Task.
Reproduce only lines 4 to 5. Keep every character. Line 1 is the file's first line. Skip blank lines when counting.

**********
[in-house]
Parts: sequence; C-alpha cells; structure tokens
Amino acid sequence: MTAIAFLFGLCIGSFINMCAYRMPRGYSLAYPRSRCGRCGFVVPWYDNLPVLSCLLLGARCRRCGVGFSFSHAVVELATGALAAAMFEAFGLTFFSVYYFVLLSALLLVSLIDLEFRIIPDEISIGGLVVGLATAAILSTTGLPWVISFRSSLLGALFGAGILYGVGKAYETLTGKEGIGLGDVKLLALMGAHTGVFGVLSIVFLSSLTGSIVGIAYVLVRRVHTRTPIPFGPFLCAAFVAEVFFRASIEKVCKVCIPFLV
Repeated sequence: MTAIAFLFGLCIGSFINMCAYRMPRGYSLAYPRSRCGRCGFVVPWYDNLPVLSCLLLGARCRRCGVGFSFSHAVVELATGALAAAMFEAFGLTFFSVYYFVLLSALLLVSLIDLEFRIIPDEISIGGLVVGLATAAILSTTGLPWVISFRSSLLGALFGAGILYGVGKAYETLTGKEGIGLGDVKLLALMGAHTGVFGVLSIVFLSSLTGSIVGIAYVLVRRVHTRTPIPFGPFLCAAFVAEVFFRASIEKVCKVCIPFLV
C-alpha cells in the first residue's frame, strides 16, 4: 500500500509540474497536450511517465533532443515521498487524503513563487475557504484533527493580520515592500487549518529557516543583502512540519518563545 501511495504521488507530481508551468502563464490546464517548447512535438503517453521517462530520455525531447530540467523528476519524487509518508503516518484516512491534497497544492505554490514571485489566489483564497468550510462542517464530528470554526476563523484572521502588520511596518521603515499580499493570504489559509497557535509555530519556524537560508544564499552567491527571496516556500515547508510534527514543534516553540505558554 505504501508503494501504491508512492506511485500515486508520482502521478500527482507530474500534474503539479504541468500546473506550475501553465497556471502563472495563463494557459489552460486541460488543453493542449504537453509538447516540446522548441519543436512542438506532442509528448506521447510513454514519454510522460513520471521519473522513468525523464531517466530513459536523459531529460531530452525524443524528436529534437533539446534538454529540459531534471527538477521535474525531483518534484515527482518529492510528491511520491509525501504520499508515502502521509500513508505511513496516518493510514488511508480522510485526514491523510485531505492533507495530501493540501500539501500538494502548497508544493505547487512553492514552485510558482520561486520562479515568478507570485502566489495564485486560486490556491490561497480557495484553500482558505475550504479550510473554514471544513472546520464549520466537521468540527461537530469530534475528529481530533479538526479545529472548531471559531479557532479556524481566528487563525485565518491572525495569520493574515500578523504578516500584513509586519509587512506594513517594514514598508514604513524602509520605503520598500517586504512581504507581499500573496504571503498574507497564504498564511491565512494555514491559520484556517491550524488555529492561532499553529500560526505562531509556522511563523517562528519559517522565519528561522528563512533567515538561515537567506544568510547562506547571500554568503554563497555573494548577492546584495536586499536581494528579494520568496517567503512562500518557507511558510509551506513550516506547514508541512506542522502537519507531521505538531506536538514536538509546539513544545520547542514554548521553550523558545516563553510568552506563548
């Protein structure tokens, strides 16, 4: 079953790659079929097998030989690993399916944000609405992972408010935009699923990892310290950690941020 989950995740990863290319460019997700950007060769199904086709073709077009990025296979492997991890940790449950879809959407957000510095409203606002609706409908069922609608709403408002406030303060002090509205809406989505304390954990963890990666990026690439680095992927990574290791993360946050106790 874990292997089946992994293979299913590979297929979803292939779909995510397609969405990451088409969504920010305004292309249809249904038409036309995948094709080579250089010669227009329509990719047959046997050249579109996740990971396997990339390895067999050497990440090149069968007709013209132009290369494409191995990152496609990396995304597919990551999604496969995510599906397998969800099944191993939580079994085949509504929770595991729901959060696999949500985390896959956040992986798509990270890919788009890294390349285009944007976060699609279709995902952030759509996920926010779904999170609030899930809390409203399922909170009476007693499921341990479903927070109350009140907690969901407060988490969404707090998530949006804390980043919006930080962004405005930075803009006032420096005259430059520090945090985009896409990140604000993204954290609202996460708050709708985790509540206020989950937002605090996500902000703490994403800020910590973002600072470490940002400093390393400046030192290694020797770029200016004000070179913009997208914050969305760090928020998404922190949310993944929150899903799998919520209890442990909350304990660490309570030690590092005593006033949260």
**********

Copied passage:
Repeated sequence: MTAIAFLFGLCIGSFINMCAYRMPRGYSLAYPRSRCGRCGFVVPWYDNLPVLSCLLLGARCRRCGVGFSFSHAVVELATGALAAAMFEAFGLTFFSVYYFVLLSALLLVSLIDLEFRIIPDEISIGGLVVGLATAAILSTTGLPWVISFRSSLLGALFGAGILYGVGKAYETLTGKEGIGLGDVKLLALMGAHTGVFGVLSIVFLSSLTGSIVGIAYVLVRRVHTRTPIPFGPFLCAAFVAEVFFRASIEKVCKVCIPFLV
C-alpha cells in the first residue's frame, strides 16, 4: 500500500509540474497536450511517465533532443515521498487524503513563487475557504484533527493580520515592500487549518529557516543583502512540519518563545 501511495504521488507530481508551468502563464490546464517548447512535438503517453521517462530520455525531447530540467523528476519524487509518508503516518484516512491534497497544492505554490514571485489566489483564497468550510462542517464530528470554526476563523484572521502588520511596518521603515499580499493570504489559509497557535509555530519556524537560508544564499552567491527571496516556500515547508510534527514543534516553540505558554 505504501508503494501504491508512492506511485500515486508520482502521478500527482507530474500534474503539479504541468500546473506550475501553465497556471502563472495563463494557459489552460486541460488543453493542449504537453509538447516540446522548441519543436512542438506532442509528448506521447510513454514519454510522460513520471521519473522513468525523464531517466530513459536523459531529460531530452525524443524528436529534437533539446534538454529540459531534471527538477521535474525531483518534484515527482518529492510528491511520491509525501504520499508515502502521509500513508505511513496516518493510514488511508480522510485526514491523510485531505492533507495530501493540501500539501500538494502548497508544493505547487512553492514552485510558482520561486520562479515568478507570485502566489495564485486560486490556491490561497480557495484553500482558505475550504479550510473554514471544513472546520464549520466537521468540527461537530469530534475528529481530533479538526479545529472548531471559531479557532479556524481566528487563525485565518491572525495569520493574515500578523504578516500584513509586519509587512506594513517594514514598508514604513524602509520605503520598500517586504512581504507581499500573496504571503498574507497564504498564511491565512494555514491559520484556517491550524488555529492561532499553529500560526505562531509556522511563523517562528519559517522565519528561522528563512533567515538561515537567506544568510547562506547571500554568503554563497555573494548577492546584495536586499536581494528579494520568496517567503512562500518557507511558510509551506513550516506547514508541512506542522502537519507531521505538531506536538514536538509546539513544545520547542514554548521553550523558545516563553510568552506563548